A bell jar is a glass jar, similar in shape to a bell (i.e. in its best-known form it is open at the bottom, while its top and sides together are a single piece), and can be manufactured from a variety of materials (ranging from glass to different types of metals).
The Bell Jar chronicles the crack-up of Esther Greenwood: brilliant, beautiful, enormously talented, and successful, but slowly going under—maybe for the last time. Sylvia Plath masterfully draws the reader into Esther’s breakdown with such intensity that Esther’s neurosis becomes completely real and even rational, as probable and ...
The Bell Jar is a novel by Sylvia Plath that was first published in 1963. Summary Read our full plot summary and analysis of The Bell Jar , scene by scene break-downs, and more.
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The bell itself weighs 66,000 pounds (30,000 kg); with clapper and supports, the total weight which swings when the bell is rung is 89,390 pounds (40,550 kg). The largest Bell of the People's Salvation Cathedral is the largest free-swinging church bell in the world, surpassing the Petersglocke of Cologne Cathedral.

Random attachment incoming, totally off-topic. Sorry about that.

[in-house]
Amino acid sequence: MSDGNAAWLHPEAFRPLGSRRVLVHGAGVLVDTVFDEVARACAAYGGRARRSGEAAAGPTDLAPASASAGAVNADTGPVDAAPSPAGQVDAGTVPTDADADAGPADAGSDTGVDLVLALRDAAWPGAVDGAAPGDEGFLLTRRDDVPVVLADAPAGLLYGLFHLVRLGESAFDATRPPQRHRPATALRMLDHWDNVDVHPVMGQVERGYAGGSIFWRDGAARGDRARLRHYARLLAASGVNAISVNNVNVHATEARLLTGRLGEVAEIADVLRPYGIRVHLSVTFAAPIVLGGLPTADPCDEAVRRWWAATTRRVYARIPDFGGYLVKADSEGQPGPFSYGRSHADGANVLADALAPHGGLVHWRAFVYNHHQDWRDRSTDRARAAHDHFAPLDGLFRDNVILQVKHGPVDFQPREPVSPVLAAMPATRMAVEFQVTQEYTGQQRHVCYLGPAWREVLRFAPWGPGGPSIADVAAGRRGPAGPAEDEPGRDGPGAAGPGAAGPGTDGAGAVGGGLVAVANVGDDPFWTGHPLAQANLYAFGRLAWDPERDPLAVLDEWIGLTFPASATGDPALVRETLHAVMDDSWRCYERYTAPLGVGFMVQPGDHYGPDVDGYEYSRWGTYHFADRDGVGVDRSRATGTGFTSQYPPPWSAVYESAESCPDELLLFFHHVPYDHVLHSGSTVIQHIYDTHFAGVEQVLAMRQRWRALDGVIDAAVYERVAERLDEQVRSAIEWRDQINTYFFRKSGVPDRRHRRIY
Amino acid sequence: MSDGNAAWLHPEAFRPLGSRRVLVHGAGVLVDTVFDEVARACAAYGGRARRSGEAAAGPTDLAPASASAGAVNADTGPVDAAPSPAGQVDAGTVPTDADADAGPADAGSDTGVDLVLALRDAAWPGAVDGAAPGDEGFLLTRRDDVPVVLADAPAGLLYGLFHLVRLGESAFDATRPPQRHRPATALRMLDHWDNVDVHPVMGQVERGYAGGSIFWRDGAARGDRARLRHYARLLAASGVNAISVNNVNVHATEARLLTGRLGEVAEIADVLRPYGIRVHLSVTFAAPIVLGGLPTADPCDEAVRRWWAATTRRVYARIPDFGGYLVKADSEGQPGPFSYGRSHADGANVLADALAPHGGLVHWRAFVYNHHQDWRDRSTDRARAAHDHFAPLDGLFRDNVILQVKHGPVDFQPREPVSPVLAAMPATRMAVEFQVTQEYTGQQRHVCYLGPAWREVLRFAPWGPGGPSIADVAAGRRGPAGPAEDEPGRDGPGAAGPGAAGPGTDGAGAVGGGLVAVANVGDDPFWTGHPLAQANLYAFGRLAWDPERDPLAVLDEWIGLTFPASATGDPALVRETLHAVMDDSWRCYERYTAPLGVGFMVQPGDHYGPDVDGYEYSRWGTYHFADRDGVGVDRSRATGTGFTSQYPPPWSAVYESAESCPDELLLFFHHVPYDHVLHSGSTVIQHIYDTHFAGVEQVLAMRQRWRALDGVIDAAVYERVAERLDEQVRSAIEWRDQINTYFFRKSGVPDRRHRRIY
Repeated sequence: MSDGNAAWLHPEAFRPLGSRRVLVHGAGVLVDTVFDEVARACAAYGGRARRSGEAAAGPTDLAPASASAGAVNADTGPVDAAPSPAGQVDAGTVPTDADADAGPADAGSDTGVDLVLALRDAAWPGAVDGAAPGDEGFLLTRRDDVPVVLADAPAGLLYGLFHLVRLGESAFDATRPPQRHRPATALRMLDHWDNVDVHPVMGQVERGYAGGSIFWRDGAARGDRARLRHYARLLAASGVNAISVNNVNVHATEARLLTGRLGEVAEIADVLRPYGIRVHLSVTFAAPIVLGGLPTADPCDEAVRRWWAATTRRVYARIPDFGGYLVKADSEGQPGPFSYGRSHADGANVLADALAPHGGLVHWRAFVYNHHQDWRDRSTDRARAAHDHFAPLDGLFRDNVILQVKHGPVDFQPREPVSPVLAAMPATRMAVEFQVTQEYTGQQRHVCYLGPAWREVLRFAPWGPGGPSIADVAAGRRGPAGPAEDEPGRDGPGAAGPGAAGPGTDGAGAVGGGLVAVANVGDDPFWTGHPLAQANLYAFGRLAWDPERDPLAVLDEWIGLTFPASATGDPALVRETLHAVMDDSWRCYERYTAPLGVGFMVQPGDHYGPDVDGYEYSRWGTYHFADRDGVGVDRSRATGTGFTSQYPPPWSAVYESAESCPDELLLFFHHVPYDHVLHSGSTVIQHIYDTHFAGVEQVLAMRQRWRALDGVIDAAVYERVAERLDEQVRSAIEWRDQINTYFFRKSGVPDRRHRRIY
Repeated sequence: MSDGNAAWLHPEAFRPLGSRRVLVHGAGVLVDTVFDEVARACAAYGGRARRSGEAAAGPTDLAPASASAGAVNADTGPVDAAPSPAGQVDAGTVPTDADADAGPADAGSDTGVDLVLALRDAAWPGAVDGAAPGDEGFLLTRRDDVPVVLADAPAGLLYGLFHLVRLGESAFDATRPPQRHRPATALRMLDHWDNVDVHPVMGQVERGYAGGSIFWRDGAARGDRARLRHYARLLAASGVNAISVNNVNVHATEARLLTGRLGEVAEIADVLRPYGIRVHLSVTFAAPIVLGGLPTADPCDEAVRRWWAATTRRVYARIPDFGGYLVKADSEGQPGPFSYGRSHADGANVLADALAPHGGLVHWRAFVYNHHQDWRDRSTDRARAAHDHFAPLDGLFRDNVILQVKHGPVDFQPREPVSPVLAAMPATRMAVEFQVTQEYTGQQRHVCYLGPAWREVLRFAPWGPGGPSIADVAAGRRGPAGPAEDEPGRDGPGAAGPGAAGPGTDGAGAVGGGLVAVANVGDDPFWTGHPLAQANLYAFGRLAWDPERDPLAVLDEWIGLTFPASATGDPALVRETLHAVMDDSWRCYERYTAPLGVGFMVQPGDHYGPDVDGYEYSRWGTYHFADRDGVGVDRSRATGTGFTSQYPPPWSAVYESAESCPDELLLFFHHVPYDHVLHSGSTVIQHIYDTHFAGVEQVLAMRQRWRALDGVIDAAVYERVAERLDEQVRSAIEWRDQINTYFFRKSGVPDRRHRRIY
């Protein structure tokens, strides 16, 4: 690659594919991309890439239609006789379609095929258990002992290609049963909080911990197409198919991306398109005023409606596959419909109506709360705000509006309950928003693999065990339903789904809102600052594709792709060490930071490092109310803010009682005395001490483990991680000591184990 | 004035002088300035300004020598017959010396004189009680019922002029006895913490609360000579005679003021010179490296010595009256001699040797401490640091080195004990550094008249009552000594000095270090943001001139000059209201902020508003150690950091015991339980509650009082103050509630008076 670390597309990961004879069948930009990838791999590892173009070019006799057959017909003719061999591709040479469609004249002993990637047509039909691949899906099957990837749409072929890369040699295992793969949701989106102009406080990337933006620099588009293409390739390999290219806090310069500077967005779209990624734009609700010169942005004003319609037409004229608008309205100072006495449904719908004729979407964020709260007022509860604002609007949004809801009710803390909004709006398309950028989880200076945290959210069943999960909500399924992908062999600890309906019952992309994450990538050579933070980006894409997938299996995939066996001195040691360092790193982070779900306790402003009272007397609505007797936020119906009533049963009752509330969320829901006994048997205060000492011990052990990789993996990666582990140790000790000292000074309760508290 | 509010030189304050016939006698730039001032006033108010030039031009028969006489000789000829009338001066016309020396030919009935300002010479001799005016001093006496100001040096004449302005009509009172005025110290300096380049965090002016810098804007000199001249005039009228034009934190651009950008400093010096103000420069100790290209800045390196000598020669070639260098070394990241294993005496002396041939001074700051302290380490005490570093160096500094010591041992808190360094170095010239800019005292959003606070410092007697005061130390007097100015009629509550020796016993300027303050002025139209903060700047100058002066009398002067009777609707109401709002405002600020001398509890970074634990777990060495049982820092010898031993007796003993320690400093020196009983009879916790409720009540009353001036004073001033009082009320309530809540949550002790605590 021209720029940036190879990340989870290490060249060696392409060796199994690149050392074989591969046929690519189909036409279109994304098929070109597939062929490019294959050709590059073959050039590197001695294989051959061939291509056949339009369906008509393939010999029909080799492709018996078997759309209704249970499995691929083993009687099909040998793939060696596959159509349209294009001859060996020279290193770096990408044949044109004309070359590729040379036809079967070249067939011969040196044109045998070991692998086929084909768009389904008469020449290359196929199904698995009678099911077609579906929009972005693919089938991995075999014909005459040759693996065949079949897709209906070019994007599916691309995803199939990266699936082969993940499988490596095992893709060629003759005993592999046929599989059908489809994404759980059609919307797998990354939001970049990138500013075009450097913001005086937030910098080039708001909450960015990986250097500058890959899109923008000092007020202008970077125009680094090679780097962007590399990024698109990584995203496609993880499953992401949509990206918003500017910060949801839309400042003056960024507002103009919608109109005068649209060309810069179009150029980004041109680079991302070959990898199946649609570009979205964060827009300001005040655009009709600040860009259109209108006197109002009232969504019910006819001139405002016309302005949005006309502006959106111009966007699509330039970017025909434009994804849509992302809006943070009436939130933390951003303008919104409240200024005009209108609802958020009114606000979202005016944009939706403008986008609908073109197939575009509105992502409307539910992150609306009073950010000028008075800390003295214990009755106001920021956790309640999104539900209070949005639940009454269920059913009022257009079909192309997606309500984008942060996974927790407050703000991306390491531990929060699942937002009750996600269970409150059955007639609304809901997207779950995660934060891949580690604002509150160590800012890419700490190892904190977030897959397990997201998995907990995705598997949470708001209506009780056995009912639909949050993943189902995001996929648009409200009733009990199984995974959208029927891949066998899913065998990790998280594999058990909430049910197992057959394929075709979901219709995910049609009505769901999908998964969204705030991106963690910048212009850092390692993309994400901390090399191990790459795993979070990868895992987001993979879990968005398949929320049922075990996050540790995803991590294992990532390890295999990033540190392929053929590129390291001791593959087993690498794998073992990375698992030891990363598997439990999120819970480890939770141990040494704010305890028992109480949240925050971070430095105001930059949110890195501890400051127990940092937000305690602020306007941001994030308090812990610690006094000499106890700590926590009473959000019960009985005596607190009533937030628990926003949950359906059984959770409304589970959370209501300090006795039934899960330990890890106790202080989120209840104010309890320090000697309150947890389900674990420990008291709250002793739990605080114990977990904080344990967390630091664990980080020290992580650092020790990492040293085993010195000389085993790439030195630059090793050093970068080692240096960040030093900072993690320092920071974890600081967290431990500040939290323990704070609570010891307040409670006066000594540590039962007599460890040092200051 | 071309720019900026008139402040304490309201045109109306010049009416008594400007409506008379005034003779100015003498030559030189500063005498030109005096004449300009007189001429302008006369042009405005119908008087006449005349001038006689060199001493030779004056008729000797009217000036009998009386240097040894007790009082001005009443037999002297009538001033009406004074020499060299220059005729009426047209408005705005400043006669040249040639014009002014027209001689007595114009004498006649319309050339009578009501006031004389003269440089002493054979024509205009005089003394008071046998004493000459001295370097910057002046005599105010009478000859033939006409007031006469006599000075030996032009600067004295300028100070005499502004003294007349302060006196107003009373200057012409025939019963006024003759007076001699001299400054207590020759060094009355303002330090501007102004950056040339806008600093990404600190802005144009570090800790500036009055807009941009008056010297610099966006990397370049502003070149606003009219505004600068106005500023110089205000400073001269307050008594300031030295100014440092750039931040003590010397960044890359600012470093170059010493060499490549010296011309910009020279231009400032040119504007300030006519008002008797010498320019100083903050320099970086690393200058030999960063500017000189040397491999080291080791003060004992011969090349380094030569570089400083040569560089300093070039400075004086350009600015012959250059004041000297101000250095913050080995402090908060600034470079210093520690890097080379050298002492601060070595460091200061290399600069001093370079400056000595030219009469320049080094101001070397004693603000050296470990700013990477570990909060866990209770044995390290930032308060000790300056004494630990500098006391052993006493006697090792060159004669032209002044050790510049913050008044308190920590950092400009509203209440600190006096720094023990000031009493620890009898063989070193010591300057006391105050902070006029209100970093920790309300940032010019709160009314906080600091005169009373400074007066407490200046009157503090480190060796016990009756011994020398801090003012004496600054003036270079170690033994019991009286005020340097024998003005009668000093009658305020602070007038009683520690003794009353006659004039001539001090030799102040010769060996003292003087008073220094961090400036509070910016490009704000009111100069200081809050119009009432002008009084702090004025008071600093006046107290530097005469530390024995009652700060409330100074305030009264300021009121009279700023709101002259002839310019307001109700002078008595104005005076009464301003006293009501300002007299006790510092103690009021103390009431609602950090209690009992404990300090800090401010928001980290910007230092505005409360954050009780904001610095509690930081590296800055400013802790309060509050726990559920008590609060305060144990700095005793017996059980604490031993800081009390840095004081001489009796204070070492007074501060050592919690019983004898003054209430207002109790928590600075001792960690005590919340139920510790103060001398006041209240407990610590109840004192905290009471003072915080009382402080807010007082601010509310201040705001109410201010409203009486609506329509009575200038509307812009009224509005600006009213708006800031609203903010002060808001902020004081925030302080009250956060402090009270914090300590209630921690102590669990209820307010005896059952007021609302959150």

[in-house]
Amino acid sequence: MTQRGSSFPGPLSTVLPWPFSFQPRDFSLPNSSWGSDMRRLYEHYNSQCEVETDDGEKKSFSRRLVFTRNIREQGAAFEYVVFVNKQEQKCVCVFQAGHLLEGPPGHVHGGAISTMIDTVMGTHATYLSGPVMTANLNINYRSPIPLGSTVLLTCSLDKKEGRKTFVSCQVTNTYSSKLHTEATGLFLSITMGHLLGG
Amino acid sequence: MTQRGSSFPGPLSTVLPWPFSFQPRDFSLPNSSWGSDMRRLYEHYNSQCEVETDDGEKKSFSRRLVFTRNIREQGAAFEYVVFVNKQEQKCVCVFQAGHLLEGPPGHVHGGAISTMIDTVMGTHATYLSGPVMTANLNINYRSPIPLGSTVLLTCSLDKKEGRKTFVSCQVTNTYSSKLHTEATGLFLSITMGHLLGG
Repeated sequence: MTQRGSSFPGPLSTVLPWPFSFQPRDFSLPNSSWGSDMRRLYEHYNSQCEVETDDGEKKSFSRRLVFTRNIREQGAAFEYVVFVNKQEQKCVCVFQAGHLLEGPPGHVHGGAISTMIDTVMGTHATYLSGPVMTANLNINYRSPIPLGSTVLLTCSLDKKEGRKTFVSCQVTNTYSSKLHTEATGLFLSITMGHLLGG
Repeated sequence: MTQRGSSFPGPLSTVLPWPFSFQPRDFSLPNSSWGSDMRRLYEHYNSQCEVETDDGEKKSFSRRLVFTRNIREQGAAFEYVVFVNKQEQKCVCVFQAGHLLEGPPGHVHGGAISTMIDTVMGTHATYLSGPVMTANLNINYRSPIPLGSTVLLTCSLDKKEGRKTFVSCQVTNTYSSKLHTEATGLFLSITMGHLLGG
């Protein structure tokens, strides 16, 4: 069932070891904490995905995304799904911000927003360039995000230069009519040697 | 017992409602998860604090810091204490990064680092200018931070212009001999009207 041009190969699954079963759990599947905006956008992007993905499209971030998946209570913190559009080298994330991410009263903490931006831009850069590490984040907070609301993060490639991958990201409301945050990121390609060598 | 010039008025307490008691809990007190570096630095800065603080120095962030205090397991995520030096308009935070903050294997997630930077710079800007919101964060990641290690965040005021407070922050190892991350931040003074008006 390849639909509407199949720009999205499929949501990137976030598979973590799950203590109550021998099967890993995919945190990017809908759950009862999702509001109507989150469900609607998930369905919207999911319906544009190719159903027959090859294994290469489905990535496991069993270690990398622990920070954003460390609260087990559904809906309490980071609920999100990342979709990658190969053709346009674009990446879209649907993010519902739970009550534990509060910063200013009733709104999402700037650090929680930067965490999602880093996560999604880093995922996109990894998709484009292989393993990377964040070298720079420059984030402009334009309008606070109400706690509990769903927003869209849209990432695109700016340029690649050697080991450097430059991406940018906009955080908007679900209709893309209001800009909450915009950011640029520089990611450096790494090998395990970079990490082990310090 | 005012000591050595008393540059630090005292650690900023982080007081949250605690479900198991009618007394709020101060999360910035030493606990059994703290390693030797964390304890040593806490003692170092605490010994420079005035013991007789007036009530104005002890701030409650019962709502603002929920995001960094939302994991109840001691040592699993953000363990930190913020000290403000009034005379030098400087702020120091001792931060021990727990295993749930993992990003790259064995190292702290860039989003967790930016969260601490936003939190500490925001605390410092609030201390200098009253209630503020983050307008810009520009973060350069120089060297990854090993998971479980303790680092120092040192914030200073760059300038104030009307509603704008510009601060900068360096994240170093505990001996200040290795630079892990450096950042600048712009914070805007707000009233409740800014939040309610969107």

The Bell Jar by Sylvia Plath Biographical Note by Lois Ames / Drawings by Sylvia Plath eVersion 3.0 / Notes at EOF Back Cover: SIX MONTHS IN A YOUNG WOMAN'S LIFE. "The Bell Jar is a novel about the events of Sylvia Plath's twentieth year; about how she tried to die, and how they stuck her together with glue. It is a fine novel, as bitter
The Bell Jar is the story of 19-year-old Esther Greenwood, the breakdown she experiences, and the beginnings of her recovery. The year is 1953 and Esther Greenwood, having finished college for the academic year, has won a one-month paid internship at Ladies Day magazine in New York City.